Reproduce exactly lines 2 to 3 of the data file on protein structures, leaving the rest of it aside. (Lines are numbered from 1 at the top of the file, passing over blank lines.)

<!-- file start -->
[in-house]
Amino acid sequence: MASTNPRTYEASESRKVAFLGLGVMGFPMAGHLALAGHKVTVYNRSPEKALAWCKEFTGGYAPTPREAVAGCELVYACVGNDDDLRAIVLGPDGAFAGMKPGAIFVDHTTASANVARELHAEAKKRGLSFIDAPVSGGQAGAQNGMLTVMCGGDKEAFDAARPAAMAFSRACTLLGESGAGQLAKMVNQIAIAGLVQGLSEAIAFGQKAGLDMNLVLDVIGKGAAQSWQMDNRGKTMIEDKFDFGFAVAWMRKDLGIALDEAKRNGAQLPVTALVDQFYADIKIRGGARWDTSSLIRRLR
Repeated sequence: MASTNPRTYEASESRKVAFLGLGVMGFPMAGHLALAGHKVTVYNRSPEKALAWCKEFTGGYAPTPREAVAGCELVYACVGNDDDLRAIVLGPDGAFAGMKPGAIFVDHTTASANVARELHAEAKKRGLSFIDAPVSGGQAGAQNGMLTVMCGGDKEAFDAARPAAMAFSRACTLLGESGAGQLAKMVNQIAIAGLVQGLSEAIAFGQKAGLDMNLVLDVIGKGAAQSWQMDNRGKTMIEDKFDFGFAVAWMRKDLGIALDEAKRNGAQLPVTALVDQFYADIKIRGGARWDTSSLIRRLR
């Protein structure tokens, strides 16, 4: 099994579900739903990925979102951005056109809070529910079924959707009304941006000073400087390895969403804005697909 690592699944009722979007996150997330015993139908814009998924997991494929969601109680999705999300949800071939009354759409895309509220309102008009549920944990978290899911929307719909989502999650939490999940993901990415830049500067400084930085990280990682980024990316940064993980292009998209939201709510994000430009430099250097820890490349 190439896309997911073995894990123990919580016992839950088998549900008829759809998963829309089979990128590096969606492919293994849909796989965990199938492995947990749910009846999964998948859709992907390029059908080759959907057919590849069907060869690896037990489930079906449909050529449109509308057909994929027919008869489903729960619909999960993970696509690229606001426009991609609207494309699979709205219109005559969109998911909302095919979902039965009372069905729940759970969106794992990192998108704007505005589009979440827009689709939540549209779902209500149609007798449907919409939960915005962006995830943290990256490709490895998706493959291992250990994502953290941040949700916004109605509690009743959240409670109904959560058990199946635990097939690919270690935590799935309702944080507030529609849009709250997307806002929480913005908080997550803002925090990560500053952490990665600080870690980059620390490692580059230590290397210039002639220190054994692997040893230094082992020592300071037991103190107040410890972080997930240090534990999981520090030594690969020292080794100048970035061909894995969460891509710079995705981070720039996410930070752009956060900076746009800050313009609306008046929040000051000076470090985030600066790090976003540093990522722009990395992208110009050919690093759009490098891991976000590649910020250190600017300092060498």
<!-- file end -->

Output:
Amino acid sequence: MASTNPRTYEASESRKVAFLGLGVMGFPMAGHLALAGHKVTVYNRSPEKALAWCKEFTGGYAPTPREAVAGCELVYACVGNDDDLRAIVLGPDGAFAGMKPGAIFVDHTTASANVARELHAEAKKRGLSFIDAPVSGGQAGAQNGMLTVMCGGDKEAFDAARPAAMAFSRACTLLGESGAGQLAKMVNQIAIAGLVQGLSEAIAFGQKAGLDMNLVLDVIGKGAAQSWQMDNRGKTMIEDKFDFGFAVAWMRKDLGIALDEAKRNGAQLPVTALVDQFYADIKIRGGARWDTSSLIRRLR
Repeated sequence: MASTNPRTYEASESRKVAFLGLGVMGFPMAGHLALAGHKVTVYNRSPEKALAWCKEFTGGYAPTPREAVAGCELVYACVGNDDDLRAIVLGPDGAFAGMKPGAIFVDHTTASANVARELHAEAKKRGLSFIDAPVSGGQAGAQNGMLTVMCGGDKEAFDAARPAAMAFSRACTLLGESGAGQLAKMVNQIAIAGLVQGLSEAIAFGQKAGLDMNLVLDVIGKGAAQSWQMDNRGKTMIEDKFDFGFAVAWMRKDLGIALDEAKRNGAQLPVTALVDQFYADIKIRGGARWDTSSLIRRLR